Quote Originally Posted by chalkpie View Post
    These cats seemed to be many years ahead of their time, no?
    Their first album came out in, I think, 1964. So that would be a resounding “yes.”

    Quote Originally Posted by pb2015 View Post
    Oddly enough the band had Danny Kortchmar (later with James Taylor, Jackson Browne etc.) and Charles Larkey (who played with and married Carole King in the 70's).
    Half of her band The City, whose Now That Everything’s Been Said album became an instant collector’s item (mainly because it shows she was already making Tapestry-style songs as early as 1968).

    Quote Originally Posted by rcarlberg View Post
    Iirc Sanders went on to translate Greek poetry or something like that. He was not a buffoon.
    There’s some Sappho on Tenderness Junction, probably some other classical poets, too.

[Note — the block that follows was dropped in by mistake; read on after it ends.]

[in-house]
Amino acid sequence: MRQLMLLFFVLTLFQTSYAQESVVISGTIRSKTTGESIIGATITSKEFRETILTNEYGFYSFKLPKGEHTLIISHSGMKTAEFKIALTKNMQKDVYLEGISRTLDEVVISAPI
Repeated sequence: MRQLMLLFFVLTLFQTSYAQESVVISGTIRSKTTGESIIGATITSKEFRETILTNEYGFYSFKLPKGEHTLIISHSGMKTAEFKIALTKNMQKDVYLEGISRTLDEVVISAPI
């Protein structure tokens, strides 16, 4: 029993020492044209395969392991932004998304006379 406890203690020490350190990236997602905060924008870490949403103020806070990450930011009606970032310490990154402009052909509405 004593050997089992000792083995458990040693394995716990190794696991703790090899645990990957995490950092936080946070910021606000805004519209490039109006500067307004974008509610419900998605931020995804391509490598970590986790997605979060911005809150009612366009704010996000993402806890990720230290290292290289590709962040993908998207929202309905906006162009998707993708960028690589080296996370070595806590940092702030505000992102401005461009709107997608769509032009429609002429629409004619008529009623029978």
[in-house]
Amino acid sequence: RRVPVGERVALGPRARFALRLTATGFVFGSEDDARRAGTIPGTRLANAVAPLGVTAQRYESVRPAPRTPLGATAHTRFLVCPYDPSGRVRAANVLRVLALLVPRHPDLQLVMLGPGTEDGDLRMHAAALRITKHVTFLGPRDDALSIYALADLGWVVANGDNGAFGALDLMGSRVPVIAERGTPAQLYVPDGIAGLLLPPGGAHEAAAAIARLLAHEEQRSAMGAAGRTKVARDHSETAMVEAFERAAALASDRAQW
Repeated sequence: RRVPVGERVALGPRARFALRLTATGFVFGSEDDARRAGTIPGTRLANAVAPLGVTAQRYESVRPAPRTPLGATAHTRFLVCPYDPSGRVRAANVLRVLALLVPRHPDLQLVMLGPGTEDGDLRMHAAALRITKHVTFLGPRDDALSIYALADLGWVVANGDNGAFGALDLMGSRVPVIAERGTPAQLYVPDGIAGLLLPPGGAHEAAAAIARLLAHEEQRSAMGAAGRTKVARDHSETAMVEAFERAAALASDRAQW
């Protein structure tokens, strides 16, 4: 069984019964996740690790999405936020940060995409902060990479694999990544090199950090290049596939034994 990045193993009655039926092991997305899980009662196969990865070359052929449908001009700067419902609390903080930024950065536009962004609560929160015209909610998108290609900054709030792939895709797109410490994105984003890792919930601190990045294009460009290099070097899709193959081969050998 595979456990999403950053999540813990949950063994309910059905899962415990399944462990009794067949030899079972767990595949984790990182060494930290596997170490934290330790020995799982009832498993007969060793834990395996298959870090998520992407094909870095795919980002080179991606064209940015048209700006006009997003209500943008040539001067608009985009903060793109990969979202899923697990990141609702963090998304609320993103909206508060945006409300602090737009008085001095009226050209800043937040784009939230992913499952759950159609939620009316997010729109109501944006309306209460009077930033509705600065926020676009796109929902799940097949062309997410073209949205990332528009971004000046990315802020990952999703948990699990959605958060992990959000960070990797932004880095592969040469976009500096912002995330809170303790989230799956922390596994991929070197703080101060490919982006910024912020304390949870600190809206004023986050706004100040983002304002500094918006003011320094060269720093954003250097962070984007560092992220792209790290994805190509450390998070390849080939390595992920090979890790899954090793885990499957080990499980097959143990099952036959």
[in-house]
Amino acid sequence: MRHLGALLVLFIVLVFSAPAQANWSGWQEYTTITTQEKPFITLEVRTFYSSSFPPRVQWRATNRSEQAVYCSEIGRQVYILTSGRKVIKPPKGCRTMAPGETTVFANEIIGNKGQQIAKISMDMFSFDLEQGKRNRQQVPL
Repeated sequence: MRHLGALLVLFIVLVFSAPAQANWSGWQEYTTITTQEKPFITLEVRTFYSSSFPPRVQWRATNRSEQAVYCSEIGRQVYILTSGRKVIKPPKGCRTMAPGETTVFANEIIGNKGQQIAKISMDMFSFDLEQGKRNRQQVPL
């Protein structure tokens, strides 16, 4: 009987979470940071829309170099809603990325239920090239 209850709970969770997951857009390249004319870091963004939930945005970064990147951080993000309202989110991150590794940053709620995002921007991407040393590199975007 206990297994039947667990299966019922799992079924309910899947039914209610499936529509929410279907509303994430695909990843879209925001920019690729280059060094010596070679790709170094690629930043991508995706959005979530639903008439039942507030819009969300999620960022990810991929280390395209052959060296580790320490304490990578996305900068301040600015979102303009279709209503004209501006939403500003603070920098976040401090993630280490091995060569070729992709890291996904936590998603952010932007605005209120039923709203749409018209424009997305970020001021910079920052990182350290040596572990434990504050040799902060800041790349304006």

Confirmed Bachelors: the dramedy hit of 1883...

  17. #17
    Quote Originally Posted by StevegSr View Post
    Another band that you may want to check out, along with Pearls Before Swine who even more subdued.
    World's biggest PBS fan here already, Steve. Most enlightening interview I ever did was with Tom Rapp, back when he was still a radical barrister in the early 90s.
    "Improvisation is not an excuse for musical laziness" - Fred Frith
    "[...] things that we never dreamed of doing in Crimson or in any band that I've been in," - Tony Levin speaking of SGM

  18. #18
    Quote Originally Posted by Progbear View Post
    Bonus points for getting Allan Ginsberg to guest on their record, points taken off again for just getting him to wail the Hare Krishna chant off-key.